In August, the ABE Hong Kong SAR program gathered together educators and students who shared a common interest in science. Looking through the photos of the event shared on the ABE Hong Kong Facebook page, the success of the event was clear: From hands-on demonstrations to diverse talks on how to nurture the next generation of scientists, the annual gathering celebrated various aspects of the ABE program.
Sharing these experiences with the broader ABE community through social media is a key goal of the Hong Kong site, which maintains active Instagram, Facebook, and Twitter (X) accounts. "Social media provides a platform where I can engage with others who are enthusiastic about biotech, biochemistry, and biology, says Cian Wu, a member of the ABE Hong Kong team at The Chinese University of Hong Kong. "I share my passion for biotech and science, engage with like-minded individuals, and create meaningful connections with students, teachers, and the general public. Through knowledge sharing, discussions, and interactions, we can make science more accessible and enjoyable for everyone."
Indeed, not only do the social media accounts provide the opportunity to share news about ABE events, but they also provide an opportunity to extend the educational reach of the program. On the site's Instagram account, for example, ABE Hong Kong shares scientific knowledge through infographics and videos, with a goal, the team says, to make "complex topics more accessible. They add that the platform's interactive features also "facilitate interactions between individuals from diverse backgrounds, creating a community where discussions and learning can flourish."
The team also enjoys integrating ideas from other programs such as LabXchange into its social media posts, as well as featuring interviews with ABE team members. Oftentimes, a post on Instagram will link to a longer story on the program site's Facebook page. A great example of this is a series of interviews ABE Hong Kong conducted with undergraduate students about their experiences with ABE and how it has shaped their career journeys.
In a recent post, Gordon Yung, a former ABE ambassador, shared how his involvement in the ABE Hong Kong community as an undergraduate student provided him with valuable practical knowledge, exposure to real-world challenges, and the opportunity to develop problem-solving skills along his path to becoming a production technologist at a biotech company in Canada. “I was given an environment that allowed us to make mistakes, learn from them, question the system, and improve upon it. That is the scientific method and how it changes the world, one experiment at a time," he wrote on the ABE Hong Kong Instagram and Facebook accounts.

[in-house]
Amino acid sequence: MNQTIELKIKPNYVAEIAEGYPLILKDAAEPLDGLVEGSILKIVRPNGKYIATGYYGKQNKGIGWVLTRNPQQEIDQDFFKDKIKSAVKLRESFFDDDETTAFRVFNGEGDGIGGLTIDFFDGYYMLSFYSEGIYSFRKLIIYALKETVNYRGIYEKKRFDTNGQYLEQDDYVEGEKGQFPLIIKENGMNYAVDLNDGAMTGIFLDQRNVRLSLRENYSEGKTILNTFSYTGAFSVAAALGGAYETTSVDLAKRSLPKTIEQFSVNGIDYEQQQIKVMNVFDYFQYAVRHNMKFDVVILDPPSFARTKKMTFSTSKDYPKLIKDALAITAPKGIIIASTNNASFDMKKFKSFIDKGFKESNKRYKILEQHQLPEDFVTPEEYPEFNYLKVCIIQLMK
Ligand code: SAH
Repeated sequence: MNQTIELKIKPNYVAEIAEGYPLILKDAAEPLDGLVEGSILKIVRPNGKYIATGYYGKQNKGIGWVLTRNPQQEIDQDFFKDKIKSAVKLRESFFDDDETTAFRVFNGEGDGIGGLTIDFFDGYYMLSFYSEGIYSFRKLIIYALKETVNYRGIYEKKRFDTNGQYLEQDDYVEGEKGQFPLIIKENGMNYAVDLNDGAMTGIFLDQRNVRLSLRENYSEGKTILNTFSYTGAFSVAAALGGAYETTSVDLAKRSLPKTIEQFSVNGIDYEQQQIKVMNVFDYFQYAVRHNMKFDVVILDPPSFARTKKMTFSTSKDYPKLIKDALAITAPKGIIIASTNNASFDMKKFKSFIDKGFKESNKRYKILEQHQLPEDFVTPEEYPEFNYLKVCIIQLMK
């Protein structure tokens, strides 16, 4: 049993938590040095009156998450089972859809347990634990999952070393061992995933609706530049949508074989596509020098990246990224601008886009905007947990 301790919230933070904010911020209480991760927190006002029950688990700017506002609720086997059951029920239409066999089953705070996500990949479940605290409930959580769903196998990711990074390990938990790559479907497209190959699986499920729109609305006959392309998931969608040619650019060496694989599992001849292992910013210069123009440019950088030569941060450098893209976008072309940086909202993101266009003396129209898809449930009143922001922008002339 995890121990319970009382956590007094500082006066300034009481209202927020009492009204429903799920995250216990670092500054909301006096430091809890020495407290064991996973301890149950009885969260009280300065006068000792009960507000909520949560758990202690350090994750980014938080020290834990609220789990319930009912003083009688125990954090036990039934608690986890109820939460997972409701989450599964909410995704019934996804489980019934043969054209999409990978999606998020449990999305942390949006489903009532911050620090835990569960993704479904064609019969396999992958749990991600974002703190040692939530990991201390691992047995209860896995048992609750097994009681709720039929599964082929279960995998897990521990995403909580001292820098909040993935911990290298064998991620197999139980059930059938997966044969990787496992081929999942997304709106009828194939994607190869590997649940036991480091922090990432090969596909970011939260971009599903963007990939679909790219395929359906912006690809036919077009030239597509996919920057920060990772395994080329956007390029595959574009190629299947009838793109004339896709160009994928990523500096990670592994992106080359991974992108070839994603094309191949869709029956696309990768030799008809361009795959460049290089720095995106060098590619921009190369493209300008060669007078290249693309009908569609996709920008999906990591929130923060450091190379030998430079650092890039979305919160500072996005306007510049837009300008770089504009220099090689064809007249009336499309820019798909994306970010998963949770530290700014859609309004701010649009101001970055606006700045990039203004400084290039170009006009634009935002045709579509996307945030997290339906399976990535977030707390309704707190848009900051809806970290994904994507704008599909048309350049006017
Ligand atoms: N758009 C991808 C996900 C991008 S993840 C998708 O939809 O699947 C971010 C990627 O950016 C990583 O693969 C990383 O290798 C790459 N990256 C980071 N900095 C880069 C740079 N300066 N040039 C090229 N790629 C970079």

"We want to emphasize that the ABE Hong Kong community is not just a one-way source of inspiration but a platform for mutual learning and exploration," Wu says. "Sharing Gordon's success story showcased the positive impact on individuals, demonstrating how they grew and improved within the community."
The ABE Hong Kong site advocates for other ABE sites to use social media to reach a broader range of individuals interested in biotechnology and science education. "By leveraging platforms like Instagram, Facebook, and Twitter [X], ABE sites can effectively disseminate information, share updates, and engage with their target audience," the team says. "Social media channels also provide a powerful tool for inspiration. A single post or story shared on social media can spark interest and ignite a passion for biotechnology in someone's life."
Ultimately, the ABE Hong Kong site aspires to empower individuals to make a meaningful impact in the sciences. By connecting and inspiring people within the ABE community, their hope is to create a ripple effect that inspires a new generation of scientists and thinkers who will shape the future.